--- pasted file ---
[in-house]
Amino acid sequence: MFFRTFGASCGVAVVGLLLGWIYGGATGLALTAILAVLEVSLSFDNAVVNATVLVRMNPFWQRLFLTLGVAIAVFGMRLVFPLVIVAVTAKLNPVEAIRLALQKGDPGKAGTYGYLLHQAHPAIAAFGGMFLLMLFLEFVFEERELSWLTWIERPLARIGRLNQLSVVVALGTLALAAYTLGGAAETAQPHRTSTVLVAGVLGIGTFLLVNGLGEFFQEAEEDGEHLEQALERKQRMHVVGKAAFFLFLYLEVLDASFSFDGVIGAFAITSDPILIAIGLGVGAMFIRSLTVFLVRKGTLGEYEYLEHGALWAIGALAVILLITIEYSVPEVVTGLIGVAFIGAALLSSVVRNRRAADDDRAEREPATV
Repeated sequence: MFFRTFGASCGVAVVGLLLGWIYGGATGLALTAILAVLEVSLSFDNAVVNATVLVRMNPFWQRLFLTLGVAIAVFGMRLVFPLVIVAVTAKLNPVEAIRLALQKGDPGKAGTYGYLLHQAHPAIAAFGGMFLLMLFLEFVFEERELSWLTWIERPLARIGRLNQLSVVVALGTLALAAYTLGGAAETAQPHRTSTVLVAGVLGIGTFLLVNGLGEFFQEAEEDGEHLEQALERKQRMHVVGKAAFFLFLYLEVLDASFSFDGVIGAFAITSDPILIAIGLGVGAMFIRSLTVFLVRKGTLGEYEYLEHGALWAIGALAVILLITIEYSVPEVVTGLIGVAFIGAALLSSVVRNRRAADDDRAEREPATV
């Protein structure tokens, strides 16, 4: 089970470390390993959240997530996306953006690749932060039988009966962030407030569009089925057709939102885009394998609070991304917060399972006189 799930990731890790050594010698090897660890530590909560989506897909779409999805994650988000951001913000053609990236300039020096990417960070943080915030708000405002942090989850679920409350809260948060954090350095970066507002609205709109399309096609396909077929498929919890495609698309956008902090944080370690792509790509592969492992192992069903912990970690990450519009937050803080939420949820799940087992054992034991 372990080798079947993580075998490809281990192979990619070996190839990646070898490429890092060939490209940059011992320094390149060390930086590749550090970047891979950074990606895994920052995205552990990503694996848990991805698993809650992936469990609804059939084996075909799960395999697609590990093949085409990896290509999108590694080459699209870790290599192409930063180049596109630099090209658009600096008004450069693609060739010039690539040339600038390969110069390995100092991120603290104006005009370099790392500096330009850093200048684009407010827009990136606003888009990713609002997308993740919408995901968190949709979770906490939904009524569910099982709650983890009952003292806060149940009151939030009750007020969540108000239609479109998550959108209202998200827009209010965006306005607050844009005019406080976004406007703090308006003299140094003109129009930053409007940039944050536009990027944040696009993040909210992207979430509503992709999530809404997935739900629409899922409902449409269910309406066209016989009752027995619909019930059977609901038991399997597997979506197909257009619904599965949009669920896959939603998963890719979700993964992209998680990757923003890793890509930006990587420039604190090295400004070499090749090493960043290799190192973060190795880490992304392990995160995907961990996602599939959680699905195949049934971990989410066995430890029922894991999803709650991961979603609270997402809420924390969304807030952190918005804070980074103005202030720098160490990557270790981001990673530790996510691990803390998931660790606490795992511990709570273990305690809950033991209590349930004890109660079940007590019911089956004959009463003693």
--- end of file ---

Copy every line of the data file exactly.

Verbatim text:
[in-house]
Amino acid sequence: MFFRTFGASCGVAVVGLLLGWIYGGATGLALTAILAVLEVSLSFDNAVVNATVLVRMNPFWQRLFLTLGVAIAVFGMRLVFPLVIVAVTAKLNPVEAIRLALQKGDPGKAGTYGYLLHQAHPAIAAFGGMFLLMLFLEFVFEERELSWLTWIERPLARIGRLNQLSVVVALGTLALAAYTLGGAAETAQPHRTSTVLVAGVLGIGTFLLVNGLGEFFQEAEEDGEHLEQALERKQRMHVVGKAAFFLFLYLEVLDASFSFDGVIGAFAITSDPILIAIGLGVGAMFIRSLTVFLVRKGTLGEYEYLEHGALWAIGALAVILLITIEYSVPEVVTGLIGVAFIGAALLSSVVRNRRAADDDRAEREPATV
Repeated sequence: MFFRTFGASCGVAVVGLLLGWIYGGATGLALTAILAVLEVSLSFDNAVVNATVLVRMNPFWQRLFLTLGVAIAVFGMRLVFPLVIVAVTAKLNPVEAIRLALQKGDPGKAGTYGYLLHQAHPAIAAFGGMFLLMLFLEFVFEERELSWLTWIERPLARIGRLNQLSVVVALGTLALAAYTLGGAAETAQPHRTSTVLVAGVLGIGTFLLVNGLGEFFQEAEEDGEHLEQALERKQRMHVVGKAAFFLFLYLEVLDASFSFDGVIGAFAITSDPILIAIGLGVGAMFIRSLTVFLVRKGTLGEYEYLEHGALWAIGALAVILLITIEYSVPEVVTGLIGVAFIGAALLSSVVRNRRAADDDRAEREPATV
């Protein structure tokens, strides 16, 4: 089970470390390993959240997530996306953006690749932060039988009966962030407030569009089925057709939102885009394998609070991304917060399972006189 799930990731890790050594010698090897660890530590909560989506897909779409999805994650988000951001913000053609990236300039020096990417960070943080915030708000405002942090989850679920409350809260948060954090350095970066507002609205709109399309096609396909077929498929919890495609698309956008902090944080370690792509790509592969492992192992069903912990970690990450519009937050803080939420949820799940087992054992034991 372990080798079947993580075998490809281990192979990619070996190839990646070898490429890092060939490209940059011992320094390149060390930086590749550090970047891979950074990606895994920052995205552990990503694996848990991805698993809650992936469990609804059939084996075909799960395999697609590990093949085409990896290509999108590694080459699209870790290599192409930063180049596109630099090209658009600096008004450069693609060739010039690539040339600038390969110069390995100092991120603290104006005009370099790392500096330009850093200048684009407010827009990136606003888009990713609002997308993740919408995901968190949709979770906490939904009524569910099982709650983890009952003292806060149940009151939030009750007020969540108000239609479109998550959108209202998200827009209010965006306005607050844009005019406080976004406007703090308006003299140094003109129009930053409007940039944050536009990027944040696009993040909210992207979430509503992709999530809404997935739900629409899922409902449409269910309406066209016989009752027995619909019930059977609901038991399997597997979506197909257009619904599965949009669920896959939603998963890719979700993964992209998680990757923003890793890509930006990587420039604190090295400004070499090749090493960043290799190192973060190795880490992304392990995160995907961990996602599939959680699905195949049934971990989410066995430890029922894991999803709650991961979603609270997402809420924390969304807030952190918005804070980074103005202030720098160490990557270790981001990673530790996510691990803390998931660790606490795992511990709570273990305690809950033991209590349930004890109660079940007590019911089956004959009463003693």